Environmental groups fear consequences of changes to snow-dump law

AUGUSTA — Proponents of a bill that would exempt municipalities from waste-licensing requirements for snow dumps say they don't want to put snow removed from public roadways into rivers, lakes and bays.

However, opponents worry that would be the outcome if the legislation passes.

Members of the Legislature's Environmental Committee heard those arguments Wednesday, one day after the Natural Resources Council of Maine targeted the proposal as one of 50 anti-environment bills before the Legislature this session.

Supporters rejected that designation, saying their goal was to give municipalities more flexibility in locating snow dumps.

The bill, LD 333, is sponsored by Rep. Sheryl Briggs, D-Mexico, who submitted the legislation on behalf of Mexico Town Manager John Madigan and the Maine Municipal Association.

Madigan said Mexico is having difficulty getting the Maine Department of Environmental Protection to approve that town's snow dump, which is on a privately owned lot near a Big Apple convenience store. Madigan said the town has been dumping snow there since 2008.

The dump used to be located behind the town offices, but the DEP said the location was illegal because it was too close to the Androscoggin River.

Madigan described the DEP permitting process as redundant, unnecessary and out of touch with the challenges the town is facing.

"They didn't want to hear what the reality of snow removal was in Mexico," Madigan said, adding that the department was "very rigid, almost dictatorial."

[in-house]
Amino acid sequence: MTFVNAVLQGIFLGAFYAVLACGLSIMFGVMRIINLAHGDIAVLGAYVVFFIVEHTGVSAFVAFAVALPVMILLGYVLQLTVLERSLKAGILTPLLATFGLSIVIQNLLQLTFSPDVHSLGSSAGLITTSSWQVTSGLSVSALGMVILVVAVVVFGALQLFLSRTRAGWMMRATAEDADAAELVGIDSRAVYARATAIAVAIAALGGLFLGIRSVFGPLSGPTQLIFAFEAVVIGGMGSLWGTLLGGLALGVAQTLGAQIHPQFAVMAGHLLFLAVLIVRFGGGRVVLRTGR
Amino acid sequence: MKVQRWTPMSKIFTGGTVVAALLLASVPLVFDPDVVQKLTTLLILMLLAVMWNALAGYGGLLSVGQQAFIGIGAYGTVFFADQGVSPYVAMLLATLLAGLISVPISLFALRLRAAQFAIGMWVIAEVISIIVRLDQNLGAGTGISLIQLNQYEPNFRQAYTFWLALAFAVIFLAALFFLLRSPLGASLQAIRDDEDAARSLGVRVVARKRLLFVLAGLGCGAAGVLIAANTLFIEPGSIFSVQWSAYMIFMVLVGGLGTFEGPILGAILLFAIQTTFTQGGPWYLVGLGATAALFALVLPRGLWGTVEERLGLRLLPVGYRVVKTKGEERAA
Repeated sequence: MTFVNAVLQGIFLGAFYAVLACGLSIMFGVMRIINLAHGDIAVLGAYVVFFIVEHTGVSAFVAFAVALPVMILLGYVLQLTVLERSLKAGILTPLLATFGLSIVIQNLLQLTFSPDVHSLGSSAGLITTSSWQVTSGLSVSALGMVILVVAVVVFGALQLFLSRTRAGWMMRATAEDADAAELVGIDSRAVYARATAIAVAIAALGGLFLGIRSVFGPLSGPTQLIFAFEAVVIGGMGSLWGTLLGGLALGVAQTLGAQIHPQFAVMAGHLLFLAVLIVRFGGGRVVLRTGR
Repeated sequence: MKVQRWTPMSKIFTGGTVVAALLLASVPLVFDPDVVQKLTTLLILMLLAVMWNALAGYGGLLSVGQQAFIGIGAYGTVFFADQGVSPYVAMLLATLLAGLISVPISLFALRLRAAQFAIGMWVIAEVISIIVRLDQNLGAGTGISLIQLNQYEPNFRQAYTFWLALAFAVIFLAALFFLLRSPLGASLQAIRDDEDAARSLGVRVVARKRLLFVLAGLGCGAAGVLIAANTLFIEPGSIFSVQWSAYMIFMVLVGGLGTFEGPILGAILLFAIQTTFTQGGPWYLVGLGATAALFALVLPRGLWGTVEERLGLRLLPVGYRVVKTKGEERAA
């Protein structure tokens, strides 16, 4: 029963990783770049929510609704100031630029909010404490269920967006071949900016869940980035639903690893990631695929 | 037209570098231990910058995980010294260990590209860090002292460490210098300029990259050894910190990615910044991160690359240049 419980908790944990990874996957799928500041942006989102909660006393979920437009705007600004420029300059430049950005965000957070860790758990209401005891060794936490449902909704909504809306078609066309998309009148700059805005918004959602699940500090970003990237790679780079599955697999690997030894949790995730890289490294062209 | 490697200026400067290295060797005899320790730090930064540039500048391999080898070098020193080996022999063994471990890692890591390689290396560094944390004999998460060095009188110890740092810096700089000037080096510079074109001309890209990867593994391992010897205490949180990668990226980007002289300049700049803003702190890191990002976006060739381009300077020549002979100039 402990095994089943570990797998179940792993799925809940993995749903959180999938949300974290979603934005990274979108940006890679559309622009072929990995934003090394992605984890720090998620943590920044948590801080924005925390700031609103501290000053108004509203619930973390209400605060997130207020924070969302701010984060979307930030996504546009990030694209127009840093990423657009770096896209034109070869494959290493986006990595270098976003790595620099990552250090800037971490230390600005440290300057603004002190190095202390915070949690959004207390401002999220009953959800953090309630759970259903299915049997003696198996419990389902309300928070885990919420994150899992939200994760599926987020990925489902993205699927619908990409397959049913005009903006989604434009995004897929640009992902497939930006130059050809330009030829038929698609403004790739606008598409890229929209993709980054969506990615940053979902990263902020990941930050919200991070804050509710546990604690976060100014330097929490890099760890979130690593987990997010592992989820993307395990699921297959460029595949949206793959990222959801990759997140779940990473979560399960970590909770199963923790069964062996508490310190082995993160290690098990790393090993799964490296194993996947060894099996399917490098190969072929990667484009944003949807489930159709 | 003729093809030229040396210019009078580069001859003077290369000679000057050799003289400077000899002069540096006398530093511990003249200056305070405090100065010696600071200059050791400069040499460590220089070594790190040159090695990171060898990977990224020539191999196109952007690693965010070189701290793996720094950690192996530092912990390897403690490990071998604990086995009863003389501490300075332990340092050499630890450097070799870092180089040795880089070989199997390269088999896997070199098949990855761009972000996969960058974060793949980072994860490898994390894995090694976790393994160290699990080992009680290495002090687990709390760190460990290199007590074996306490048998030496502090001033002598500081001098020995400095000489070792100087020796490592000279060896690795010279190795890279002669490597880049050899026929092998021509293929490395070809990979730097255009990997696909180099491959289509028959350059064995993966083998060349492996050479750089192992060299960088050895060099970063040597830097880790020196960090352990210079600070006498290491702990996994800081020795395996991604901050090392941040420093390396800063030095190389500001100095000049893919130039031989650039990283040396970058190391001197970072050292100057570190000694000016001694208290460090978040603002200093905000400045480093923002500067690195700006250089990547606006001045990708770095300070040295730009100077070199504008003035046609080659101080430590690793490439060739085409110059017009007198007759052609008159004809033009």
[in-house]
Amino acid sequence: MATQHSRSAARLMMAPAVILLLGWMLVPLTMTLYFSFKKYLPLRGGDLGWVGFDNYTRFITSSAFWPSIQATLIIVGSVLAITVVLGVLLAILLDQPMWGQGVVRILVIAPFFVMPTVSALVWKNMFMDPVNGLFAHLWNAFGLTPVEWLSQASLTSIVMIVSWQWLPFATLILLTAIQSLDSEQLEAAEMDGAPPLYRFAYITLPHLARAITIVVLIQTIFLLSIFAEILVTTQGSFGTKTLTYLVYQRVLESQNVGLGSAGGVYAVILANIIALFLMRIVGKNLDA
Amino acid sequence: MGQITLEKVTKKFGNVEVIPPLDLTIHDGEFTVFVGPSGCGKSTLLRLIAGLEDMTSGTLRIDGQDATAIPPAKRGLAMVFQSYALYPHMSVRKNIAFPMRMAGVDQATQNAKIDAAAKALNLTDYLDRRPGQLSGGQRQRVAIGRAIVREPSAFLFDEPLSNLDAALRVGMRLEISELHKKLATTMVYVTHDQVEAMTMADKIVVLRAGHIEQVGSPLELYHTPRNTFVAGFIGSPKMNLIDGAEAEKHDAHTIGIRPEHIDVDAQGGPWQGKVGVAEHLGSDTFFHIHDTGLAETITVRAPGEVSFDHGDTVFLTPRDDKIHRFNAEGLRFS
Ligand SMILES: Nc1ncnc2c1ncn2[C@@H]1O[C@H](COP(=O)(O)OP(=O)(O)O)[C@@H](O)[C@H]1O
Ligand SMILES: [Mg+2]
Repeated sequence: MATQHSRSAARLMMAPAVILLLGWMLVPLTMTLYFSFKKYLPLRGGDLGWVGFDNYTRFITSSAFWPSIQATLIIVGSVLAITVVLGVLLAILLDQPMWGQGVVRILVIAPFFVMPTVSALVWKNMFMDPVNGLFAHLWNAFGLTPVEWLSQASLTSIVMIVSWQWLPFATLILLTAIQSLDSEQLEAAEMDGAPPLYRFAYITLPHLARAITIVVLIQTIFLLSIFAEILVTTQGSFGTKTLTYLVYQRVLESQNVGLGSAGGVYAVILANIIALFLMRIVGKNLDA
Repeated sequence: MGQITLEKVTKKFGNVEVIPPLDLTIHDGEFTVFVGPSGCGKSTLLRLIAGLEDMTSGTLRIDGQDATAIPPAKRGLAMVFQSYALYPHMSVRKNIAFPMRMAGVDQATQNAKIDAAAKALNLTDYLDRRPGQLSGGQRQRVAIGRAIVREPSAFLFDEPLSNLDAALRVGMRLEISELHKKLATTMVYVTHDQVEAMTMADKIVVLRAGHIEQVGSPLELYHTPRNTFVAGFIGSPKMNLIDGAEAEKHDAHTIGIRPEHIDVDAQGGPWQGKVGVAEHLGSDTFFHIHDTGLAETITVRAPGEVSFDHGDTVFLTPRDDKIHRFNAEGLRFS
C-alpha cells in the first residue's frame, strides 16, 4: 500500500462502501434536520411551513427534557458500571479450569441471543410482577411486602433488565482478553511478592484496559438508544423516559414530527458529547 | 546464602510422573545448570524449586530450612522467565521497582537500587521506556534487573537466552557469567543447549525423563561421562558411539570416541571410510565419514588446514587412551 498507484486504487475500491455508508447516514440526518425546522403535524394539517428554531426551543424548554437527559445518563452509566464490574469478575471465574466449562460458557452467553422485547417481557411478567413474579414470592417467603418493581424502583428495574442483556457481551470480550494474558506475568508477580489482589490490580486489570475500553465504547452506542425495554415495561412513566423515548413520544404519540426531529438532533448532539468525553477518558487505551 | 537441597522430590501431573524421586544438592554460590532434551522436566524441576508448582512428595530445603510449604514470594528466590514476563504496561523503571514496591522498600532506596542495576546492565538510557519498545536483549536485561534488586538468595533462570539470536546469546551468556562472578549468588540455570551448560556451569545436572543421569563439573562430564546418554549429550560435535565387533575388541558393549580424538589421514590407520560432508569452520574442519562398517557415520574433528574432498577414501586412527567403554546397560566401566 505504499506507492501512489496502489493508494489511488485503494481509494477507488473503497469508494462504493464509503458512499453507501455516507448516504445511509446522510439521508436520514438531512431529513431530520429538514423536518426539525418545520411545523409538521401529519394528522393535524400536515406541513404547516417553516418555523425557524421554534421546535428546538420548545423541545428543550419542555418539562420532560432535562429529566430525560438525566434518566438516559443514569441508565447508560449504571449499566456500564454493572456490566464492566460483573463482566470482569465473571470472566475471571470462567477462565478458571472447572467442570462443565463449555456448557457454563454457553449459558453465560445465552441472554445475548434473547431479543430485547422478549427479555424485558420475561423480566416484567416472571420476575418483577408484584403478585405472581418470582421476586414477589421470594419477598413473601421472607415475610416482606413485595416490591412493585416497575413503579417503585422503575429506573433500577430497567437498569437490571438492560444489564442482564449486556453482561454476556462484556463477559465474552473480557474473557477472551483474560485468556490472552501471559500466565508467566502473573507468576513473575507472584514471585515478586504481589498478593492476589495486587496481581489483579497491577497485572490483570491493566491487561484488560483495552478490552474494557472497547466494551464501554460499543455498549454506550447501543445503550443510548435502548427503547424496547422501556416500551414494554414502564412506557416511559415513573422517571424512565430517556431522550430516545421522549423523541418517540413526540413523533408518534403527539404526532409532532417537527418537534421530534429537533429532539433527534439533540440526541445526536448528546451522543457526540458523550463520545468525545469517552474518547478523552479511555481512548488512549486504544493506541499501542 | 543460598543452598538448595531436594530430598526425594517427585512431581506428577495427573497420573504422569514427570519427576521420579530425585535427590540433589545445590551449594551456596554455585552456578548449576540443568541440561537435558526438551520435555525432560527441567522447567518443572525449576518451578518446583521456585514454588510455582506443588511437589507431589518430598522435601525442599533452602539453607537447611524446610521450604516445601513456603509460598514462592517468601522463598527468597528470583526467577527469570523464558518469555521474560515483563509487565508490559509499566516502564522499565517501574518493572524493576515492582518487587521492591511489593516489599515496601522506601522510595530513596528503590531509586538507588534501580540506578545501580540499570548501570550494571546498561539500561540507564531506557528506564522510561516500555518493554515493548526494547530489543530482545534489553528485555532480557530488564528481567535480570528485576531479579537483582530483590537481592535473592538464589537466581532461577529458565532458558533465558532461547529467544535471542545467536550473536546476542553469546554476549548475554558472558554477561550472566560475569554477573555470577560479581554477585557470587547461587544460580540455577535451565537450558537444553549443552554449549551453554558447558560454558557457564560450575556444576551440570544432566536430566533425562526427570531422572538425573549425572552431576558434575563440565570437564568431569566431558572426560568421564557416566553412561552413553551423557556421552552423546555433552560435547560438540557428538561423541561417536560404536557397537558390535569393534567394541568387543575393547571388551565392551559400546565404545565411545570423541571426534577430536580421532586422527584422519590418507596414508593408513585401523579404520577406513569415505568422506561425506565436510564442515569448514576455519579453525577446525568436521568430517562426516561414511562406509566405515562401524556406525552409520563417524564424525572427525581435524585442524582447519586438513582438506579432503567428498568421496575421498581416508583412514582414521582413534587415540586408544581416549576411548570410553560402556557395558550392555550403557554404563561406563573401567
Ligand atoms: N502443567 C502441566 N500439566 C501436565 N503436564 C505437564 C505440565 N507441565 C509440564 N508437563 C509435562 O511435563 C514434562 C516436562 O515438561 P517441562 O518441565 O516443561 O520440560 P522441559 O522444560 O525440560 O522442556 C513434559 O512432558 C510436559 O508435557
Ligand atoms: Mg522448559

The state has minimum setback requirements for snow dumps near streams, ponds and the ocean. The dumps also can't be located on aquifer recharge areas or in wetlands.

According to Madigan, most of Mexico is in an aquifer recharge area.

Greg Connors of the MMA said several other communities are in similar positions. Connors said some of those towns were incurring significant expenses because they were forced to truck snow miles away.

According to Patricia Aho, deputy director of the DEP, 10 communities are required to seek the waste-discharge licenses that the bill is seeking to change. She said the remaining 484 towns already comply with the state's setback requirements.

Opponents of the bill included the Maine Audubon Society, NRCM and the Maine Congress of Lake Associations. Each worried that changing the state snow dump requirements would increase water contamination by chemicals, salt, cigarette butts, garbage and animal feces that often end up buried in the snow.

Several opponents said the state should be increasing requirements for snow dumps.

Jane West of the Conservation Law Foundation said the bill would lead to violations of the federal Clean Water Act. She said proponents may not intend to dump snow in rivers, lakes and streams, but it could open the door for that activity.

Rep. Michael Shaw, D-Standish, originally co-sponsored the bill but submitted testimony opposing the measure.

Aho said the DEP could try to work with communities struggling with existing law, a suggestion that some committee members supported. She said the law couldn't be changed to allow towns to disperse pollutants into water bodies because it would be a violation of the Clean Water Act.

The bill is scheduled for a work session later this week.

smistler@sunjournal.com

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Comments

 's picture

Snow Dumping

We have cleaned our waters up fairly well. Why on earth would we want to dump junk in and pollute them again. Smarten up folks.

 's picture

Snow Dumping

We have cleaned our waters up fairly well. Why on earth would we want to dump junk in and pollute them again. Smarten up folks.

 's picture

Snow Dumping

We have cleaned our waters up fairly well. Why on earth would we want to dump junk in and pollute them again. Smarten up folks.

 's picture

Snow Dumping

We have cleaned our waters up fairly well. Why on earth would we want to dump junk in and pollute them again. Smarten up folks.

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